On roasting day, remove from fridge a few hours ahead to warm up. Discard plastic and foil. I put a few onion quarters in cavity, cover the breast with 5 slices of bacon, and drape with cotton flour sacking soaked liberally with EVOO. Tie the legs with twine if desired. Add about 2 cups of stock or water to roasting pan. Bake at 325 till tests done.

There is no basting and no need to remove the cloth until the turkey is out. Let rest as usual before slicing and the carver gets to nibble on crispy bacon. (Any actual flavor of mustard is rather delicate after roasting) Just watch to make sure roasting pan does not go dry and burn.

The drippings are good and not too salty to use, but since I make gravy ahead of time, I usually pour the drippings in with the carcass, cover with water, to make a huge vat of stock. This year I left the stock pot cooking all night, just barely below a simmer and it worked out great.

Nov 26, 2011
deekaa in Home Cooking

Your tried and true Cook's illustrated Best recipes.

Thanks so much for all the great insights above. I often buy CI to read, but have not really tried all that many of the recipes. I now have an on-line subscription and am looking forward to trying many of the suggested here

I did try the Classic Bread Pudding from the current issue yesterday. My husband, who really does not like bread pudding at all, called it "marvelous stuff'". I used homemade Challah and pretty much followed the recipe exactly, except did one half, and it really was wonderful, served slightly warm, as suggested. It was OK, chilled the next day, but not so great, a bit too firm, I think.
Dee

Mar 02, 2010
deekaa in Home Cooking

Julia Child's Beef Bourguignon...so-so

I came looking for help last evening after I spent all day doing Julia's BB. My rendition was really barely edible. I knew it had to be something that I did wrong and was so happy to find this discussion. I took much of the excellent advice above, and did it again today. I am so thrilled with the succulent, rich, beefy, first taste, of that which just now is cooling on my stove top, thanks to you all.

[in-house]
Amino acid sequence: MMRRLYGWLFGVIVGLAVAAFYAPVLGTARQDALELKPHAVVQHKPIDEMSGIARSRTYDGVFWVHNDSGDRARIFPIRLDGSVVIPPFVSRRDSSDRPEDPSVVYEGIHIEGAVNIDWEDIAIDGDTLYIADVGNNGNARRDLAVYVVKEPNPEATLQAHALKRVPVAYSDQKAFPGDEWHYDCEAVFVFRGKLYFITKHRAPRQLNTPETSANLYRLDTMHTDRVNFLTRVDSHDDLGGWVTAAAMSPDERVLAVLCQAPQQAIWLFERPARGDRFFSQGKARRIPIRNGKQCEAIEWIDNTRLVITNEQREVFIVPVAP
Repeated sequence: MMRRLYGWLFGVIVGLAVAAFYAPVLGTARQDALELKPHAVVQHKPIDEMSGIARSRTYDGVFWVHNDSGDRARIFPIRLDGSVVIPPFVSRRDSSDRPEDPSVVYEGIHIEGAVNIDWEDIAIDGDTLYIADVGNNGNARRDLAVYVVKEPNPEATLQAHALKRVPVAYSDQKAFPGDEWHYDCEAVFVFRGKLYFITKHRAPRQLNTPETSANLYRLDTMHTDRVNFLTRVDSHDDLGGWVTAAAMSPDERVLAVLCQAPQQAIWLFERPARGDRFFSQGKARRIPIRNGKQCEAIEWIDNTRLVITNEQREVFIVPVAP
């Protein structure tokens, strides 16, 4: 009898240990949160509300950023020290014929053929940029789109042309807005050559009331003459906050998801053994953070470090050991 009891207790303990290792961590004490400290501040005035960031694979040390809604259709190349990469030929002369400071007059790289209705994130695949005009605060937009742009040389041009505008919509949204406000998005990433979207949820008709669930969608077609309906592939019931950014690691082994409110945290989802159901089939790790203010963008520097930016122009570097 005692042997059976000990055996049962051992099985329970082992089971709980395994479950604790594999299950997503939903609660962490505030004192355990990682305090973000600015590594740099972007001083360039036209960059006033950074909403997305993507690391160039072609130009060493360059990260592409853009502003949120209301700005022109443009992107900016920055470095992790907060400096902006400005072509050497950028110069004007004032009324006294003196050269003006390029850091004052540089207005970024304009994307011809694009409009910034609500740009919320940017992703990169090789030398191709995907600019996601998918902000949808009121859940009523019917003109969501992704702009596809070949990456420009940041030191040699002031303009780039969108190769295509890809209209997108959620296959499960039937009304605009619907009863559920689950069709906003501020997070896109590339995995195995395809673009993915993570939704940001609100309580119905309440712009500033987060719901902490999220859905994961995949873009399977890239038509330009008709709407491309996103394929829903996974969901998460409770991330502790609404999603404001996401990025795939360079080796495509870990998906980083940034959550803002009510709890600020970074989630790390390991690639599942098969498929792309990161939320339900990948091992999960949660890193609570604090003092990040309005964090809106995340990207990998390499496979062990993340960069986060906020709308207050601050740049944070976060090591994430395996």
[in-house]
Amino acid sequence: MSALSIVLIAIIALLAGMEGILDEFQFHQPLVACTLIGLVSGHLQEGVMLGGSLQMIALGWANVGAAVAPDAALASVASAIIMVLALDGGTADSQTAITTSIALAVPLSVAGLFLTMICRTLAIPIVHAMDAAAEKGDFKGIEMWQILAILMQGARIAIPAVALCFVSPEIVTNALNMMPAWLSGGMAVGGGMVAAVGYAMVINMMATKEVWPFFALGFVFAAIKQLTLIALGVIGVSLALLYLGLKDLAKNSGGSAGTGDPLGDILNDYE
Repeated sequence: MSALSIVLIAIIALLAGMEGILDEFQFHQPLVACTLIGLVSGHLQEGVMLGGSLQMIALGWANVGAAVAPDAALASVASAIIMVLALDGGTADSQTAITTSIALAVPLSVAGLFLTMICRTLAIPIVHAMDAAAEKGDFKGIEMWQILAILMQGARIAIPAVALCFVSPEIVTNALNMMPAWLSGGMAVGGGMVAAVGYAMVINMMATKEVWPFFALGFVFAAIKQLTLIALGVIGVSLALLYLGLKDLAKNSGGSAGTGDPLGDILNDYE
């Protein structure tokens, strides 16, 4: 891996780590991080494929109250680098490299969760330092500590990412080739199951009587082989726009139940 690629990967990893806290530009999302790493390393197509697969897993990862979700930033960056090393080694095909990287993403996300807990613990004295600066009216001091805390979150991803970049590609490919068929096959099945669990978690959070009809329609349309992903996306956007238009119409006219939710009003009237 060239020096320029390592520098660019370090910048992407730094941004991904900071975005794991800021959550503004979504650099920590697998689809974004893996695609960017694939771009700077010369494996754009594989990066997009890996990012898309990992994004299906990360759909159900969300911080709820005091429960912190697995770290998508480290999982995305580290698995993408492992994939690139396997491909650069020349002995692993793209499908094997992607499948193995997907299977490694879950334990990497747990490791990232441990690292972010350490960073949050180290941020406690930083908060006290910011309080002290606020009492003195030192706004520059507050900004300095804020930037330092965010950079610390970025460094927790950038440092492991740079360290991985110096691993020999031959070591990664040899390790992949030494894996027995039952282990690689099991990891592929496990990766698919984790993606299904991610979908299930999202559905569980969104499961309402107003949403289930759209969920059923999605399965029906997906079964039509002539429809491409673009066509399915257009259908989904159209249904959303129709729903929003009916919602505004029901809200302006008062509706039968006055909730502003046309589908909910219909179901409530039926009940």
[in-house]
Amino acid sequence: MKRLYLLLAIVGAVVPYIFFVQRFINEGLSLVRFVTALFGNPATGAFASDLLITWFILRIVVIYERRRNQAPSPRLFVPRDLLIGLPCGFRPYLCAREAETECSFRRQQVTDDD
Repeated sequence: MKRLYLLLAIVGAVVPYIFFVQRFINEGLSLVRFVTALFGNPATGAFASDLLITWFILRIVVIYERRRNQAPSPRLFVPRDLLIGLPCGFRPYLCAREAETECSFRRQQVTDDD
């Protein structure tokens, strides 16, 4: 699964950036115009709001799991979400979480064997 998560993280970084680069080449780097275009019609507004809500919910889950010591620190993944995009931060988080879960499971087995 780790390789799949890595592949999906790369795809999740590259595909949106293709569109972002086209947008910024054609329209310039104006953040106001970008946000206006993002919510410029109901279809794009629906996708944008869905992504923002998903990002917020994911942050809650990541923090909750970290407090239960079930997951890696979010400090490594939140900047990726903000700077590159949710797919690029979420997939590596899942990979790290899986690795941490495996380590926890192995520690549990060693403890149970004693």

Here are my mistakes in the first batch which many of you pointed out above--I used precut prepackaged stew meat, very tasteless. Another mistake, wine that I used was a red blend, boxed wine, which included cab, and merlot. The wine taste in the first batch was like a slap in the face even after hours of oven braising. Also left out bacon all together as was not sure what to use.

Todays version, which I would call succulent comfort food at its best, thanks to what I learned here above. Meat was a "Ranchers Reserve" chuck roast, from my local Vons/Safeway store. Not sure what grade it would be, but there was definately fat, some of which I left in my chunks when cutting up for the BB. The meat flavor in todays dish is fabulous, rich beefy in a wonderful, old fashioned way, and the texture is perfectly tender and melts in the mouth. The wine I used this time was a French Pinot Noir from Burgundy. We did a taste comparison between yesterdays and todays wine used for the BB and there was a huge difference. The French Pinot Noir was (well, you will see I am no wine expert here) a much lighter tasting wine, not sure how else to say it. It enhanced the beef but did not overwhelm it. Wine was about $14 at Vons again. Another change was that I used salt pork as mentioned above, boiled and dried as in recipe. I did not have quite the 3 pounds of meat as recipe in Mastering calls for, so adjusted amounts of wine and broth to compensate, three hours, at 325 in enameled dutch oven, used a bit more flour as wanted the sauce a tiny bit thicker.

Well, there is my experience. If anyone new to this type of cooking as I am, wonders how much difference certain ingredient substitutions might make, in this case, they made a huge difference. I will definately make this again and often.

Thanks again Chow-people!

Feb 01, 2010
deekaa in Home Cooking